What am I expected to do during a strike?
Your union will only take strike action once every other avenue of influence has been exhausted and when your branch officers think there is no other way to make members’ views clear. It is very serious sanction and that’s why we ask that every member observes the strike. Every member who does not observe the strike is directly undermining the union’s bargaining power and making it harder for the union to protect all its members. When we call a strike we ask that members do not come into work and do not reschedule their classes. The best possible thing you can do is contact your local rep and volunteer to help out on the picket lines. It isn’t illegal, it isn’t dangerous and it can be fun.
Do I have to tell my employer that I am taking strike action?
In order to fulfil legal requirements, employers have been provided with statistical information about UCU members taking industrial action, but not individual names. You are under no obligation to inform management in advance as to whether you will be taking part in strike action or action short of a strike. However, if your manager asks you after the strike whether you took action, you should answer truthfully.
What about my students?
We are a union of professionals and we know that our members don’t like taking any action that affects students. It is the same for many public services. However, when we take action, we are generally making a case for greater investment in or defence of the quality of the service we provide. In the case of job cuts, for example, we argue that our students will be hurt far more by manage- ment’s actions than by our own. Observing the strike is defending the interests of staff and students alike. Undermining the strike might feel like the right thing in the short term but will only serve to encourage management and we will all suffer more in the longer term. Formally, it is management’s responsibility to explain to students if classes are to be cancelled on strike days. However, you may wish to talk to your students before the strikes explaining why the union is taking this action. We will have a leaflet available explaining to students why we feel it is necessary to take action.
Am I breaking my contract by taking strike action?
All effective industrial action may be a breach of your contract of employment. But because UCU has carried out a statutory ballot and the action has been formally called, the law protects workers from dismissal whilst taking part in lawful industrial action or at any time within 12 weeks of the start of the action and, depending on the circumstances, dismissal may also be unfair if it takes place later.
How much money will I lose?
You should expect to have a day’s salary deducted for taking part in the strike. Some institutions state that 1/260th of your annual salary will be deducted for each day of action. Any loss greater than this may be challenged by the union.
What if I am part time?
UCU believe that any deduction must be pro-rata for part time staff. The deduction must only be for your contracted hours. Please contact UCU for support in challenging any greater loss.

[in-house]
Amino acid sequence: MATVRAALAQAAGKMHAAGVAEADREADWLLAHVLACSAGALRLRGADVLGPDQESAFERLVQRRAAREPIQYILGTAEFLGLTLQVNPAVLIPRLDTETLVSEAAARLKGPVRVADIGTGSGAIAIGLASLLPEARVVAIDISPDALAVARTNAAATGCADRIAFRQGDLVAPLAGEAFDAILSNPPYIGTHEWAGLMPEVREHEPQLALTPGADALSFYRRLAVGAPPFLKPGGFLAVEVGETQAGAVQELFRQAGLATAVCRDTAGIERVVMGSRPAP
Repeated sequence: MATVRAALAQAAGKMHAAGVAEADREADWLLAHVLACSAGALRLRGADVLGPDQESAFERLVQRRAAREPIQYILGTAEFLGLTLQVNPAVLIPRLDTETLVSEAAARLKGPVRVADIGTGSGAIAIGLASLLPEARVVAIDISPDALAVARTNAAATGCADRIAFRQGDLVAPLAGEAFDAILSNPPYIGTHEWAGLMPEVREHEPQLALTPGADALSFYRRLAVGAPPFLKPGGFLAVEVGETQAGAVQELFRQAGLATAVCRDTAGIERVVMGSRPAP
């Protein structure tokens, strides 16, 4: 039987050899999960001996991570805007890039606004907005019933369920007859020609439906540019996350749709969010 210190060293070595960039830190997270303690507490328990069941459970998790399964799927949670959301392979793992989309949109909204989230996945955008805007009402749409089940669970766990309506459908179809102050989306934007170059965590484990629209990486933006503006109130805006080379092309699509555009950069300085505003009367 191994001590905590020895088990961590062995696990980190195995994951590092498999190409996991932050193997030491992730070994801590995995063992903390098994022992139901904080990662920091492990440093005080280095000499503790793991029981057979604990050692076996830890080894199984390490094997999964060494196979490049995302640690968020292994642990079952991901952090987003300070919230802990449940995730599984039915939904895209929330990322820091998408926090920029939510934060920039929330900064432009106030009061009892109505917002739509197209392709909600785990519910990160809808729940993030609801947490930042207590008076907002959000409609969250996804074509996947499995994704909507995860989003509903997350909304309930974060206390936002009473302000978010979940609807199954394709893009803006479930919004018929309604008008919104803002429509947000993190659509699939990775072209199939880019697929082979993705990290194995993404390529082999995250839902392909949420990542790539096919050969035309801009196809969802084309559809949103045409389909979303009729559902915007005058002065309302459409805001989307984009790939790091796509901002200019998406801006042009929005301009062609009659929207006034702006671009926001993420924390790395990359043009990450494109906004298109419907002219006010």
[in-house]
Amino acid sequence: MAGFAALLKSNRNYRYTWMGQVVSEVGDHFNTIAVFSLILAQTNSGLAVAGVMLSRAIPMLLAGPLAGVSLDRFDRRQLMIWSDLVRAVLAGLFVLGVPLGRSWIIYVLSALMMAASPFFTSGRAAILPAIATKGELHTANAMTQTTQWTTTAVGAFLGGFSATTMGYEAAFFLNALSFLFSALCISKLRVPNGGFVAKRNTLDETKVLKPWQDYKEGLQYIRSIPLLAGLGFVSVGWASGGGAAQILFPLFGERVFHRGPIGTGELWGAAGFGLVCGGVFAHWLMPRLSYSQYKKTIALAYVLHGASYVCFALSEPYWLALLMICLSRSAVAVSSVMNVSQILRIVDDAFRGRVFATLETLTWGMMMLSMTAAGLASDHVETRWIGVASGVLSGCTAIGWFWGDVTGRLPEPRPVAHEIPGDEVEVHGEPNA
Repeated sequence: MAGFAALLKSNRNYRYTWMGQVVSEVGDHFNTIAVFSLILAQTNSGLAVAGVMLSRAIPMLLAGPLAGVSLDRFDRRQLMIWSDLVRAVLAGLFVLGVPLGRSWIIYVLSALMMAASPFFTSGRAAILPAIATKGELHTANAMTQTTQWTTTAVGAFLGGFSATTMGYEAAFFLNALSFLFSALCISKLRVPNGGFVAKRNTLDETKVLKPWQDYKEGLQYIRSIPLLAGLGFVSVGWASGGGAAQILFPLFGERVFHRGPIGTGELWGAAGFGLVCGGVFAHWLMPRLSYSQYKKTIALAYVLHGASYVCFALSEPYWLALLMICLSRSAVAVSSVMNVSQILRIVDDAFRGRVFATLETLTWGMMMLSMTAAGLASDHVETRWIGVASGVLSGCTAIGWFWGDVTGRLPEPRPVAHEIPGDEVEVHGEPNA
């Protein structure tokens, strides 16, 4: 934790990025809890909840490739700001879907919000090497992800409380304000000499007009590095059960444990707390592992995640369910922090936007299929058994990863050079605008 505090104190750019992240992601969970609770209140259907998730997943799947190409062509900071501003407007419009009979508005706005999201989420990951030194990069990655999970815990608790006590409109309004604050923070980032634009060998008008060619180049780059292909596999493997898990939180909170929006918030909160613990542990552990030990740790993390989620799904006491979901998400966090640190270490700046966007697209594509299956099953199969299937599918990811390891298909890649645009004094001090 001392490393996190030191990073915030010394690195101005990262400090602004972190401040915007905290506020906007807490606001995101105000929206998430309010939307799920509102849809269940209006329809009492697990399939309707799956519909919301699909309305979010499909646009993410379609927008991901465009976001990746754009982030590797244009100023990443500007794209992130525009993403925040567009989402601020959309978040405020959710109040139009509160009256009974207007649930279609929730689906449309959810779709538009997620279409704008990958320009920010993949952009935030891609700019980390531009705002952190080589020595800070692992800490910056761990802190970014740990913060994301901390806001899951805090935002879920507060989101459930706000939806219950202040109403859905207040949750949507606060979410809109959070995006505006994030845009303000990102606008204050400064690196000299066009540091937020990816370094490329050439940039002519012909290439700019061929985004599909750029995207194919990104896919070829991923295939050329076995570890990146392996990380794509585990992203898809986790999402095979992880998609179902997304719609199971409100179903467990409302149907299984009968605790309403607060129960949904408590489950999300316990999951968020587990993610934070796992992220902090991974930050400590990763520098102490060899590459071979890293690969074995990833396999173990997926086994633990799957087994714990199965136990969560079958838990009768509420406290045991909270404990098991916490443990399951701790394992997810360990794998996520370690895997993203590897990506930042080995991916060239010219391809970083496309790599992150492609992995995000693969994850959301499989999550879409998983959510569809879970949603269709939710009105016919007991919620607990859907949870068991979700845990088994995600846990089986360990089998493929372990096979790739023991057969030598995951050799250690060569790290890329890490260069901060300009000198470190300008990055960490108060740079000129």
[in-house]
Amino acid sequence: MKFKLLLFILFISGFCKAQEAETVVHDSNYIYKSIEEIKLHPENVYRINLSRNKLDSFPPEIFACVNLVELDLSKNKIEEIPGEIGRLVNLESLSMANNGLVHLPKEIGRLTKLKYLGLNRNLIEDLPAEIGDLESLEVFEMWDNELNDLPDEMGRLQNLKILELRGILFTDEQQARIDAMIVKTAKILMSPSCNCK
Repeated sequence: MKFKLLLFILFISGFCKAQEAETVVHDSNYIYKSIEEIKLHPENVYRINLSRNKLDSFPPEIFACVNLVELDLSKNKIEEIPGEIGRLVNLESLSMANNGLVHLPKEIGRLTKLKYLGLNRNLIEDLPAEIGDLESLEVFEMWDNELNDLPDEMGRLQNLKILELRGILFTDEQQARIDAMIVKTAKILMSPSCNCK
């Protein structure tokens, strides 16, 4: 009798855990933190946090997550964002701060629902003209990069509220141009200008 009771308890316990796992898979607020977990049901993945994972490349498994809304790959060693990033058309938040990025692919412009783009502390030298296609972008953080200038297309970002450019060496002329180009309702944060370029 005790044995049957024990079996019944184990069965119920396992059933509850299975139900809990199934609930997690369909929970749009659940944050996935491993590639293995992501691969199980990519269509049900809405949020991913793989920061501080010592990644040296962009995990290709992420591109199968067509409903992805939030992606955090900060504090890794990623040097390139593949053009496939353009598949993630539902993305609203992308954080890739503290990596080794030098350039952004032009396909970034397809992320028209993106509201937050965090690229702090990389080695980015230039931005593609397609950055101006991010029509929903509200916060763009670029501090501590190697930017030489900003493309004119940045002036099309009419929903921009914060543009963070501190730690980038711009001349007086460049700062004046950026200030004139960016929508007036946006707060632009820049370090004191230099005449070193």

How will it affect my pension?
In previous one-day strikes it has been the experience of UCU that most university employers do not withhold superannuation contributions and therefore participation in strike action has not generally affected pensions. Also, institutions that do choose to withhold contributions often make provision for members to make up pension and AVC deficits from their pay. If you are concerned about any effect, contact Geraldine Egan at UCU (email@example.com).
What is the law on picketing?
Peaceful picketing is entirely legal. Picketing should be carried out at or near an entrance or exit from a site at which the pickets work. When others who are not in dispute come into work or use these entrances or exits, pickets must not interfere with them. The legal categories of people permitted to picket are: UCU members in dispute, former employees who have lost their jobs for reasons connected to the dispute, UCU officials and NEC members supporting members in dispute, providing they are accompanying union members who work at the location. Further detailed advice on the picket lines should be issued separately.
I am not a UCU member. Can I take part in the strike?
We would like everyone to respect the picket lines and not go into work, but if you are not a UCU member we will not be able to support you if the college decides to take disciplinary action against you. However, it is your general support that counts—if you can get permission from your line manager to take annual leave or work from home, this would be support.
I am a Research Fellow fully funded by external bodies but I don’t want to cross the picket line.
If you are a UCU member please join the picket line! If you are not, try to arrange to work from home.
I am a clinician and a UCU member, and I have clinical commitments on strike day. What can I do?
We fully understand that clinical staff including medics and psychologists have professional commitments to provide clinical cover. Clinicians are advised not to withdraw from any commitment to direct clinical care and activities in support of such. Any clinician concerned about the definition of these terms is advised to contact their own professional defence organisation, and ask them to contact the relevant professional body (eg the GMC) on their behalf. The UCU will therefore respect this. A clinician who intends to strike should be aware that this will only count as lawful action as part of the UCU strike and if s/he is a UCU member.